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Steve Sinofsky - Learning by Shipping

Stashed in: Microsoft

To save this post, select a stash from drop-down menu or type in a new one: was prescient:

Sinofsky may be right guy at right time...for now. If you ponder Windows 8 in the evolution of Microsoft, Sinofsky may be what's needed. Like a coach who is a taskmaster, Sinofsky gets results. That approach works well---until it doesn't. In other words, what's required for Windows 8 may not be necessary for Windows 9. Sinofsky could yield to an executive who is more of a player's coach.


The profile linked to is

Sinofsky's critics say he's elevated those battles to a new level, thriving by marginalizing rivals while running the company's most profitable businesses, Windows and Office. Along the way, he's created a rigid product development process that puts more control in his hands and, those critics say, diminish the ability to innovate at Microsoft.


Goomics creator's spoof Org Chart of MSFT is credited to Sinofsky by one blogger:

The Functional Organization builds management reporting lines around job functions -- such as product management, development, software testing. This may be contrasted with a Product Organization where multi-disciplinary teams work on specific feature sets together.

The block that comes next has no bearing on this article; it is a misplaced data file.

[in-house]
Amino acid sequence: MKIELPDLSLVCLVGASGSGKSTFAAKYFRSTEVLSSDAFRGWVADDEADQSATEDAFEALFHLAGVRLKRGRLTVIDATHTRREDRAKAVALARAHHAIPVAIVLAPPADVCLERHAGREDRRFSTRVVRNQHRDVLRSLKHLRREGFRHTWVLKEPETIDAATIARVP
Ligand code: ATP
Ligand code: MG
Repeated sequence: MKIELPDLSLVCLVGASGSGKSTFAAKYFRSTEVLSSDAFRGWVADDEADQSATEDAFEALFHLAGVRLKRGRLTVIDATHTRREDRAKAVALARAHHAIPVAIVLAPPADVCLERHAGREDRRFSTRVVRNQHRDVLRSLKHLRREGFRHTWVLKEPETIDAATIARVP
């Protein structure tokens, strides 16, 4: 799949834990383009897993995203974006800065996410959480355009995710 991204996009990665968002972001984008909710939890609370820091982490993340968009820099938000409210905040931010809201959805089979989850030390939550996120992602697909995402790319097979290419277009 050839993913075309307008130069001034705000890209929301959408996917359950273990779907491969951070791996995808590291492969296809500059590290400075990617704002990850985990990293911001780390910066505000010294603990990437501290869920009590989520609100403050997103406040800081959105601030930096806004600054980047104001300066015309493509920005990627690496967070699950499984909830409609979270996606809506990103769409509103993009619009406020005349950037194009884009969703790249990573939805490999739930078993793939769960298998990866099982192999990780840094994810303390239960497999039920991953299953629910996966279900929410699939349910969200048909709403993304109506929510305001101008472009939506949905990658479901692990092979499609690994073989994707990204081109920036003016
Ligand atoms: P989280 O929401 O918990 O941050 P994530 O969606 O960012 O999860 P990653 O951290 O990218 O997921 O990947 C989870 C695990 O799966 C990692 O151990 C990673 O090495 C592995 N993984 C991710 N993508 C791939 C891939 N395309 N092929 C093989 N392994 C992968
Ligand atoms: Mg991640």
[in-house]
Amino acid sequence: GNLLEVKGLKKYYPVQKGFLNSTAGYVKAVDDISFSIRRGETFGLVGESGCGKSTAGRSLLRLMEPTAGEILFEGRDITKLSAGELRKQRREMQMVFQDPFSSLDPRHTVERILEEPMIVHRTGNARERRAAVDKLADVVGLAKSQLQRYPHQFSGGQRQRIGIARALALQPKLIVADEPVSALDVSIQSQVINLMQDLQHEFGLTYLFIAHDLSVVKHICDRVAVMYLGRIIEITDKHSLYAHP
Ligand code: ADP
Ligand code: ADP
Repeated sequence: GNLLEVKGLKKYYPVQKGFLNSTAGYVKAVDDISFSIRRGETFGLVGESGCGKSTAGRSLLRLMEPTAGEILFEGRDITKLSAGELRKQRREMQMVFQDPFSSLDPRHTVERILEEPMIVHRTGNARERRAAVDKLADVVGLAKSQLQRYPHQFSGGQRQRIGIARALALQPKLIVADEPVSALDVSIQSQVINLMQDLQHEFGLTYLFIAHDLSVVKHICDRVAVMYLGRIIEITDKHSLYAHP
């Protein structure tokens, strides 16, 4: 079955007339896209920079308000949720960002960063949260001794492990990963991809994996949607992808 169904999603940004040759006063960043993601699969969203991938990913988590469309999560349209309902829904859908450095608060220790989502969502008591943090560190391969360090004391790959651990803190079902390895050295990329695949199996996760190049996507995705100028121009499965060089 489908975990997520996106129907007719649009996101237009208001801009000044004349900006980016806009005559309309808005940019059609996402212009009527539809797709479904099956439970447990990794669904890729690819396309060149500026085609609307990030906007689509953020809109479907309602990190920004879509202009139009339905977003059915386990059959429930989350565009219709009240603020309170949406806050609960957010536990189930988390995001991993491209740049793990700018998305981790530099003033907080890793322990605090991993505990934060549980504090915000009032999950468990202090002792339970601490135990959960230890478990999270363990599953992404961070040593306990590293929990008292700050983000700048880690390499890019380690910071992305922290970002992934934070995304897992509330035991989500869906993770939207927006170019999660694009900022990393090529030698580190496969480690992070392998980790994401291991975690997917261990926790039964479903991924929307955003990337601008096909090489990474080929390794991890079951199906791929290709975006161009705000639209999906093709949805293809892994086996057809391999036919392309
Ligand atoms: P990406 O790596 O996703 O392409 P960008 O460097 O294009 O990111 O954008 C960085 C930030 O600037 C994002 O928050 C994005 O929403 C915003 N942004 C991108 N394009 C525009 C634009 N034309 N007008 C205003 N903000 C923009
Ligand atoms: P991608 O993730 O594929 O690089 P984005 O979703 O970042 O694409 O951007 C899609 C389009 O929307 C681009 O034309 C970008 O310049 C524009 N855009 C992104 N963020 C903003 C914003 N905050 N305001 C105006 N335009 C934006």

The timing led to press coverage linking it to Forstall's Apple ouster:

Critics said he was overly concerned with empire building and pushing through favored features while blocking other teams' ideas.


His big new project is teaching at HBS and a new blog: in particular praise for his first mega post: It certainly is better organized than his stream-of-conciousness retort to carping by Mini-Microsoft in 2005:

Ineffective Middle-Management Suckups

it is not necessarily the case that the “homework” is bad for the organization as a whole. It could possibly be that the manager is doing a terrible job of justifying the work. Even worse, the manager might be saying “I need , but can’t explain it because my boss asked for it”. Wow that is just a mess. If that is happening in the Office team I definitely want to know about it

The other dynamic that leads to this is when people feel their manager is spending time managing “up”. This is another example of something that no one will defend but is actually a critical part of management. You can say manage up and it can be totally pejorative and essentially means “I am spinning things and sucking up and basically being dishonest about what is going on”

I am, however, the first to admit that it is very easy to act in a dysfunctional way as a manager in the middle (between other managers). You are pulled in a lot of different directions and you have a lot of masters to answer to. The very best managers in the middle are those that do two things: they coordinate with their peer group (and do not focus on managing up) and they seek to clarify the situation and not to muddle it or make it more complex. This is hard. Writing code is a hard skill. Managing is a hard skill. At least you can go take definitive courses in how to write software.

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